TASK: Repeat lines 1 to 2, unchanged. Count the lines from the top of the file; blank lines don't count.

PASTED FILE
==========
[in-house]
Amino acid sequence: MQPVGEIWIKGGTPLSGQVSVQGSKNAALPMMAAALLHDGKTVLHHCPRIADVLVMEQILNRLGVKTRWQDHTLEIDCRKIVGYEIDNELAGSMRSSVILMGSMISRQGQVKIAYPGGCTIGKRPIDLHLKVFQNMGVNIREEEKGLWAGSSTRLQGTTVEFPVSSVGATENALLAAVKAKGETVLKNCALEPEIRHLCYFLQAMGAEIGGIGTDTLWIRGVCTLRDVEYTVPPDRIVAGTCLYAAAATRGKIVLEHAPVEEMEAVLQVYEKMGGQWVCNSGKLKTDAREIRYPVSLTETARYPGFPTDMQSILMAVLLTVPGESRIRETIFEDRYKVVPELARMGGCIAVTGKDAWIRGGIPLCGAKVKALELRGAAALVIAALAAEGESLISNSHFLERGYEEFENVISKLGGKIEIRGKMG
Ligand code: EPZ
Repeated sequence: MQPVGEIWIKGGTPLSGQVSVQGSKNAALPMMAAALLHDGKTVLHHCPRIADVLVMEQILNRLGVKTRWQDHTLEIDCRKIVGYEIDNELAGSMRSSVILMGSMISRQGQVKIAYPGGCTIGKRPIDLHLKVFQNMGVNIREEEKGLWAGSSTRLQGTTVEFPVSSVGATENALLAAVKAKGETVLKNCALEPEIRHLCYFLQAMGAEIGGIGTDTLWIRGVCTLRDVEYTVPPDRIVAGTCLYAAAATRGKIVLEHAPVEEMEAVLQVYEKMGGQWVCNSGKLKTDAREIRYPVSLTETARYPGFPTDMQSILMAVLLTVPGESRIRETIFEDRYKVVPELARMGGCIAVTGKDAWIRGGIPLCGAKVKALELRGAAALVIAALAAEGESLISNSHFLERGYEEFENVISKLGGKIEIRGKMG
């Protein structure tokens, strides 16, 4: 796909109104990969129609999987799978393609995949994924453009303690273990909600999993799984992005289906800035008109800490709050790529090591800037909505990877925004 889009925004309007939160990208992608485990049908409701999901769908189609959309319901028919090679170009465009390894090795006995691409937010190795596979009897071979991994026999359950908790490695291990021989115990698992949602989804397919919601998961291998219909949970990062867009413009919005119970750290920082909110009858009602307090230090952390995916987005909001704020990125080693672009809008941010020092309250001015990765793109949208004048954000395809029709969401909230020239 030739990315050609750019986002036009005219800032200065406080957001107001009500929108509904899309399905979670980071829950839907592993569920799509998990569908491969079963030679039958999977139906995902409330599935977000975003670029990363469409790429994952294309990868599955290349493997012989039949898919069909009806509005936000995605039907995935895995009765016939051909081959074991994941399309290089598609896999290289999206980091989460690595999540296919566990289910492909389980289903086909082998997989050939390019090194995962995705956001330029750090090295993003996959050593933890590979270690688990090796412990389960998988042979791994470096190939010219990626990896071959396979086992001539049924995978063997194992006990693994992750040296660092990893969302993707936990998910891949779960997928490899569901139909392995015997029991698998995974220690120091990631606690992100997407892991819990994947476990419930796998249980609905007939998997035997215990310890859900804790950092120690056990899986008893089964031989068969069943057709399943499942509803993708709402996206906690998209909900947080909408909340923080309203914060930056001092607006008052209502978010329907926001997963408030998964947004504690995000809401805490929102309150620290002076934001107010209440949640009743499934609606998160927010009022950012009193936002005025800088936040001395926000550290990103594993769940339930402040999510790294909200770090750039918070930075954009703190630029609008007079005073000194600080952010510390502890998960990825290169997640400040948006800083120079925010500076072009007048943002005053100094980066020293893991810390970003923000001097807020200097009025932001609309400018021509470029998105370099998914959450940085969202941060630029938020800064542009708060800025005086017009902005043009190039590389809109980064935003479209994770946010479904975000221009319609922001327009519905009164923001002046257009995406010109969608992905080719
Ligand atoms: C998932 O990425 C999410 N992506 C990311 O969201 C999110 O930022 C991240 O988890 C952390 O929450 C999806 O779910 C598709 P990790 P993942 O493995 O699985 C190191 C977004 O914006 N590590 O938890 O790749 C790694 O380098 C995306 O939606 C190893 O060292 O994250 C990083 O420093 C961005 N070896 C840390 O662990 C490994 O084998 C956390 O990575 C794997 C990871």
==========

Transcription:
[in-house]
Amino acid sequence: MQPVGEIWIKGGTPLSGQVSVQGSKNAALPMMAAALLHDGKTVLHHCPRIADVLVMEQILNRLGVKTRWQDHTLEIDCRKIVGYEIDNELAGSMRSSVILMGSMISRQGQVKIAYPGGCTIGKRPIDLHLKVFQNMGVNIREEEKGLWAGSSTRLQGTTVEFPVSSVGATENALLAAVKAKGETVLKNCALEPEIRHLCYFLQAMGAEIGGIGTDTLWIRGVCTLRDVEYTVPPDRIVAGTCLYAAAATRGKIVLEHAPVEEMEAVLQVYEKMGGQWVCNSGKLKTDAREIRYPVSLTETARYPGFPTDMQSILMAVLLTVPGESRIRETIFEDRYKVVPELARMGGCIAVTGKDAWIRGGIPLCGAKVKALELRGAAALVIAALAAEGESLISNSHFLERGYEEFENVISKLGGKIEIRGKMG